shuts down).

The HDD is an external USB 2.0 Drive with a 500 GB IDE-HDD.
There is a share on this drive.

I am not at place now, so i cannot put msinfo32.

If i disconnect the ext. HDD the shutdown is OK.

I tried with devcon but this doesn't work, gives me an error and
doesn't allow to disconnect when in use i think, if i remember well.

Thank you,

Regards, franc
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  #5 (permalink)  
Old 02-12-2010, 10:57 PM
Jose
 
Posts: n/a
Re: Shutdown-difference between Shutdown and Reboot
On Feb 12, 5:10*pm, francwalter <francwal...@gmail.com> wrote:
> Am Thu, 11 Feb 2010 16:21:49 -0800 (PST) schrieb Jose:
>
>
>
>
>
> > What kind of external HDD is it? *Make and model? *Does it connect
> > with a USB port?

>
> > What is the most time you waited for shutdown? *5 minutes? *10
> > minutes?

>
> > When your system does not shutdown properly, what is the last thing
> > you see on the screen? *Don't paraphrase, try to type in what you see
> > as best you can.

>
> > If you want to fix your shutdown problem:

>
> > To eliminate questions and guessing, please provide additional
> > information about your system.

>
> > Click Start, Run and in the box enter:

>
> > msinfo32

>
> Hello Jose,
>
> firstly thanks for your help.
> The time i waited is maybe hours. It is the computer for a restaurant
> cash register (till).
> There is no virus on it. Only the cash program is running.
>
> The last thing i read is: "Windows wird heruntergefahren..." (Windows
> shuts down).
>
> The HDD is an external USB 2.0 Drive with a 500 GB IDE-HDD.
> There is a share on this drive.
>
> I am not at place now, so i cannot put msinfo32.
>
> If i disconnect the ext. HDD the shutdown is OK.
>
> I tried with devcon but this doesn't work, gives me an error and
> doesn't allow to disconnect when in use i think, if i remember well.
>
> Thank you,
>
> Regards, franc


Okay - you should not have to wait hours. I would start to wonder if
it took more than a minute or two or three...

I would not recommend pulling the plug if you can help it, or else you
may have a new topic called "my computer won't boot anymore".

What is the manufacturer of your external HDD? I want to look on
their WWW page for ideas too. It sounds like it has something to do
with it, but we need to do some other things first (like msinfo32!)

Other folks will have some ideas too.

Reduce the chances of malicious software by running some scans.

Download, install, update and do a full scan with these free malware
detection programs:

Malwarebytes (MBAM): http://malwarebytes.org/
SUPERAntiSpyware: (SAS): http://www.superantispyware.com/

These can be uninstalled later if desired.

There may be clues in the Event Log, so when you are ready to shutdown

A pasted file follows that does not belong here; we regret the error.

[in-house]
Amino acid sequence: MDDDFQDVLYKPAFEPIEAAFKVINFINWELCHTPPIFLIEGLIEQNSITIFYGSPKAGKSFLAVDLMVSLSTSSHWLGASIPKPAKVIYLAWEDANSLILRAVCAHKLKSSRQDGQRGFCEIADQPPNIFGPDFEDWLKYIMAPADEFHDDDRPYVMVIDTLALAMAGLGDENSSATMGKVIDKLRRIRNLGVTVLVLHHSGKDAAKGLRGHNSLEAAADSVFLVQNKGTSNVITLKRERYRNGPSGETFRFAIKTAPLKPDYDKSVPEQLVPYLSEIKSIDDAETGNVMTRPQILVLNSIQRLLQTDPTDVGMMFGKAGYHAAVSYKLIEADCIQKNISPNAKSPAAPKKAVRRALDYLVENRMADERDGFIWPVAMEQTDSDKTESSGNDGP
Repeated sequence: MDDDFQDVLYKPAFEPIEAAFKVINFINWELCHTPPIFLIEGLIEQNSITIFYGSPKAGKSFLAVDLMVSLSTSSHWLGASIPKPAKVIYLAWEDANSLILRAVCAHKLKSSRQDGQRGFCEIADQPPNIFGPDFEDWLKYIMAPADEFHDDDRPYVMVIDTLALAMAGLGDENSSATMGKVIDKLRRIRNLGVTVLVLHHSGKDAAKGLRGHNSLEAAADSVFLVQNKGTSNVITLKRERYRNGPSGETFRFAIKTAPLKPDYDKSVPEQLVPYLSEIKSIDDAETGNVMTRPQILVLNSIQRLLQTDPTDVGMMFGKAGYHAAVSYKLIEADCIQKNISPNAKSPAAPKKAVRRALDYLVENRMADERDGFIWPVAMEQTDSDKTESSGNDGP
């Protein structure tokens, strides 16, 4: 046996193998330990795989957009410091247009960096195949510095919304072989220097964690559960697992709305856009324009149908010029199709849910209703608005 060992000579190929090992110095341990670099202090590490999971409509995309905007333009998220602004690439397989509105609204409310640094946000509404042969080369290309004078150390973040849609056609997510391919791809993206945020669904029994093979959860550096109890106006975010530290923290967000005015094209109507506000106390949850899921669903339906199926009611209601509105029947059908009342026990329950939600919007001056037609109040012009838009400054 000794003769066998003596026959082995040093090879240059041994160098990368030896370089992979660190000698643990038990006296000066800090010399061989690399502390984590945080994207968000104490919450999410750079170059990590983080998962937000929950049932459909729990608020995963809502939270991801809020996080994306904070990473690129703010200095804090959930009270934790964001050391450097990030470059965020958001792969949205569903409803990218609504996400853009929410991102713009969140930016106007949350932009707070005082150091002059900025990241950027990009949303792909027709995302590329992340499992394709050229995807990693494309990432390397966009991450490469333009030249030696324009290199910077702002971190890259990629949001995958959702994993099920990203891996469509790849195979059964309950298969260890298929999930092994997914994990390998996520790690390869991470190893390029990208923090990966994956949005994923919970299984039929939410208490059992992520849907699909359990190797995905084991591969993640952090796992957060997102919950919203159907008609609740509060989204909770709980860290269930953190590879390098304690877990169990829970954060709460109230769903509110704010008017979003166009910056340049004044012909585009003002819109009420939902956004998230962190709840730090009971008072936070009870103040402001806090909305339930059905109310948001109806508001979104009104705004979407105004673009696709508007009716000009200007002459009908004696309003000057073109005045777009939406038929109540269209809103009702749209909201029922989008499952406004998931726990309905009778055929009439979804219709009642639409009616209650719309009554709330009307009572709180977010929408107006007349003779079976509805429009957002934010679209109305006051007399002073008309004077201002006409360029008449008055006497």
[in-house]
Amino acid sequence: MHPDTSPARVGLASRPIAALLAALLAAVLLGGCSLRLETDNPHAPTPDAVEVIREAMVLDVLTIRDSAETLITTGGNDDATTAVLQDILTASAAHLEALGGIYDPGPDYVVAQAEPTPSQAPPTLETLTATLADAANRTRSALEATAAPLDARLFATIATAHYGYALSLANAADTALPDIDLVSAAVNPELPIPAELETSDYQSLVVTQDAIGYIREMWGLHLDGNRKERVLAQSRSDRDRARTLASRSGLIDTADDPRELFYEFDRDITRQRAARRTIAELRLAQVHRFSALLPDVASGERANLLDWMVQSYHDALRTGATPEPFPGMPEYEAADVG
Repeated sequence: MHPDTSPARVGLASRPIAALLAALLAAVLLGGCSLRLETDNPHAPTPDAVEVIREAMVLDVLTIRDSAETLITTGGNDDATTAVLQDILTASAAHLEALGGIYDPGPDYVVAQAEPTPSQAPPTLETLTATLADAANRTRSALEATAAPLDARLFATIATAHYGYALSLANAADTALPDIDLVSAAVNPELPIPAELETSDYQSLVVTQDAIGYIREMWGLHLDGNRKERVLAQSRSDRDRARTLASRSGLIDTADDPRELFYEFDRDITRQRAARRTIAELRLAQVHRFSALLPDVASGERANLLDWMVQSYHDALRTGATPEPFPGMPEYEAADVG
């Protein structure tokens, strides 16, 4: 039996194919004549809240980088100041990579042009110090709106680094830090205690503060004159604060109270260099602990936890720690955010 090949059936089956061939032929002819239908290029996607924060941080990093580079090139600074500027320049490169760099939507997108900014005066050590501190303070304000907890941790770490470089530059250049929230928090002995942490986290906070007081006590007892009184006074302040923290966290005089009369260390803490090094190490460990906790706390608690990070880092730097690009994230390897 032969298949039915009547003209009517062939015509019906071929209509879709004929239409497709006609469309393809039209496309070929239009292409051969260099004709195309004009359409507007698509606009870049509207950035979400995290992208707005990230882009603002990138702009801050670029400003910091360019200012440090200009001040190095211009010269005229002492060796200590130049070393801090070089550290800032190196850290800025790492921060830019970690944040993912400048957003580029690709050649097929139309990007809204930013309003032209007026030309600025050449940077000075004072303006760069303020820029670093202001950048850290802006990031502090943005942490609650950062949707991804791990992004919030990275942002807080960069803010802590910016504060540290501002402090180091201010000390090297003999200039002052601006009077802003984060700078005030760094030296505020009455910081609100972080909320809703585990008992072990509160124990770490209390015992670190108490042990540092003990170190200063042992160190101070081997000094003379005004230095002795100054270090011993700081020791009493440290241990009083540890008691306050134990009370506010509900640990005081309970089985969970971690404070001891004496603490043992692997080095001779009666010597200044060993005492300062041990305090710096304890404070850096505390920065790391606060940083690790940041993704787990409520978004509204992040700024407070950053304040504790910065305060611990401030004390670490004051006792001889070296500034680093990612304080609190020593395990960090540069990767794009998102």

again, let some minutes tick by, try to shutdown, wait several minutes
to give it a chance, restart and look in the Event Log to see what was
happening paying attention to the time stamp of the events so you can
see the right ones.

Here is some info about the Event Log. We just want the stuff that
looks like what was happening when you shut down.

Look in the Event Viewer for clues around the time of the incident

Here is a method to post the specific information about individual
events.

To see the Event Viewer logs, click Start, Settings, Control Panel,
Administrative Tools, Event Viewer.

A shortcut to Event Viewer is to click Start, Run and in the box
enter:

%SystemRoot%\system32\eventvwr.msc /s

Click OK to launch the Event Viewer.

The most interesting logs are usually the Application and System.
Some logs may be almost or completely empty.
Not every event is a problem, some are informational messages that
things are working okay and some are warnings.
No event should defy reasonable explanation.

Each event is sorted by Date and Time. Errors will have red Xs,
Warnings will have yellow !s.
Information messages have white is. Not every Error or Warning event
means there is a serious issue.
Some are excusable at startup time when Windows is booting. Try to
find just the events at the date
and time around your problem.

If you double click an event, it will open a Properties windows with
more information. On the right are
black up and down arrow buttons to scroll through the open events. The
third button that looks like
two pages on top of each other is used to copy the event details to
your Windows clipboard.

When you find an interesting event that occurred around the time of
your issue, click the third button
under the up and down arrows to copy the details and then you can
paste the details (right click, Paste
or CTRL-V) the detail text back here for analysis.

To get a fresh start on any Event Viewer log, you can choose to clear
the log (backing up the log is offered),
then reproduce your issue, then look at just the events around the
time of your issue.